REPOST: Checking for Spots – Effective use of DX Clusters – Part I

DX spots are real time reports of distant radio contacts made on various frequencies by various stations, which aggregated show propagation conditions into these areas.

Basically they are reports by amateurs of the DX they just worked, share to help others understand what propagation is at the moment and to encourage other stations to work the DX station.

The exact formats vary, but the components are DX Callsign, Time, Frequency, Reporting Station Callsign and Comments

These reports are shared by telnet, internet and packet radio.

An example is this screen shot of a quiet DX moment:

DX Spot Screen Shot

Some sample links to internet DX Spots are:

DX Summit
eHam DX Spots
N5IN DX Spots Resource Page

Pay particular notice to comments that say things like:

Up 1 – (means the DX is working Split and is listening 1 up from his transmission frequency)
QSX – also means the DX is working Split
200-210 – means the DX is listening to stations calling between those frequencies (Split again)
QRT – the station just stopped transmitting
QSY – the station moved frequencies or bands
CQing or cqn – the DX station is calling CQ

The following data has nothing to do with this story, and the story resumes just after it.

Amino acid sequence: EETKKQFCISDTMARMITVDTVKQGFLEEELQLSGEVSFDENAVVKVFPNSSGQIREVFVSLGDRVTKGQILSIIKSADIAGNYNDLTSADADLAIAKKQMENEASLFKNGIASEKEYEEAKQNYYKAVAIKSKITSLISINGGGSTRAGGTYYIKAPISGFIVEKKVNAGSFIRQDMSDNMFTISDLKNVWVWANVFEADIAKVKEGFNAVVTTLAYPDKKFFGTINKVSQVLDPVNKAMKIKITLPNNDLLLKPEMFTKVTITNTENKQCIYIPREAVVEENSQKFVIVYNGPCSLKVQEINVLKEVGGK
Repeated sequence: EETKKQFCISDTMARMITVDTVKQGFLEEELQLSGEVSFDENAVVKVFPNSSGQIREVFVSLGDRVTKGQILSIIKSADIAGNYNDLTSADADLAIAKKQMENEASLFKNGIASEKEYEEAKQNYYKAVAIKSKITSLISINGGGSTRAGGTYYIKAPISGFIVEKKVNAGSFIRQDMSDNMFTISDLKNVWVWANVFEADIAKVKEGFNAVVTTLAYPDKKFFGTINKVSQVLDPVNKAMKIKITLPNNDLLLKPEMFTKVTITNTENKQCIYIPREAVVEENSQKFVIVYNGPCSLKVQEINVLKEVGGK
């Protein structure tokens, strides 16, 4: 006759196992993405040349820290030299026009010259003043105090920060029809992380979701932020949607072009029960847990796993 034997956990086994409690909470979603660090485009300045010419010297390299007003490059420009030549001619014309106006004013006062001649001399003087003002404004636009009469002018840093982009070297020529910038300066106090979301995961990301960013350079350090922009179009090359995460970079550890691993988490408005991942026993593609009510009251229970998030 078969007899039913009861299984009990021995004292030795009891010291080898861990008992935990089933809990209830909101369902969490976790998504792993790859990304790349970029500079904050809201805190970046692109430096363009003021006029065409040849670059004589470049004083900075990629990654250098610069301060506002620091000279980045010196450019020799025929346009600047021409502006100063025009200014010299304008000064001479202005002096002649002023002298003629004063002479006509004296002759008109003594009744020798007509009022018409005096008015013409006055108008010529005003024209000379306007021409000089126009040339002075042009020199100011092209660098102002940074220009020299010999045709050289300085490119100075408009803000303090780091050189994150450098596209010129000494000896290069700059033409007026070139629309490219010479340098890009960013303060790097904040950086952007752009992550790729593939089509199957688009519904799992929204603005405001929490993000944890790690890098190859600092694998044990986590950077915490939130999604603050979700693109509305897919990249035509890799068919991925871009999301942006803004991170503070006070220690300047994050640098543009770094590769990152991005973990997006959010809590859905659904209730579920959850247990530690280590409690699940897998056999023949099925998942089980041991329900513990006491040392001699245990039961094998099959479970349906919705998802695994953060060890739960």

CQ NA – the DX station is calling CQ for specific areas, countries or numbers
6,7’s – the DX station is taking QSOs from US stations by callsign number, and is currently taking 6’s and 7’s
List – the DX station periodically asks for stations to call, forms what is heard into a list and works the QSOs in list order
Net – the DX station is participating in a DX net, and the net periodically takes calls for a list
WWDX, Sprint, BARC – the reported stations is working a contest – the name could be any one of hundreds of contests
test – the reported station is in a contest
via callsign – the QSL route is through the callsign in the comments
simplex – the DX is now transmitting & receiving on the same frequency (usually after working split for a period)
RTTY, Hell, PSK31 – the DX is working in that digital mode

There are many more, watch spots for a while and you will get the feel.

Unfortunately the comments section is sometimes used to editorialize or complain about other stations.

So how does one use Spots?

Check back for “Checking for Spots – Effective use of DX Clusters – Part II”



Tagged , ,

Leave a Reply

Fill in your details below or click an icon to log in: Logo

You are commenting using your account. Log Out /  Change )

Twitter picture

You are commenting using your Twitter account. Log Out /  Change )

Facebook photo

You are commenting using your Facebook account. Log Out /  Change )

Connecting to %s

This site uses Akismet to reduce spam. Learn how your comment data is processed.

%d bloggers like this: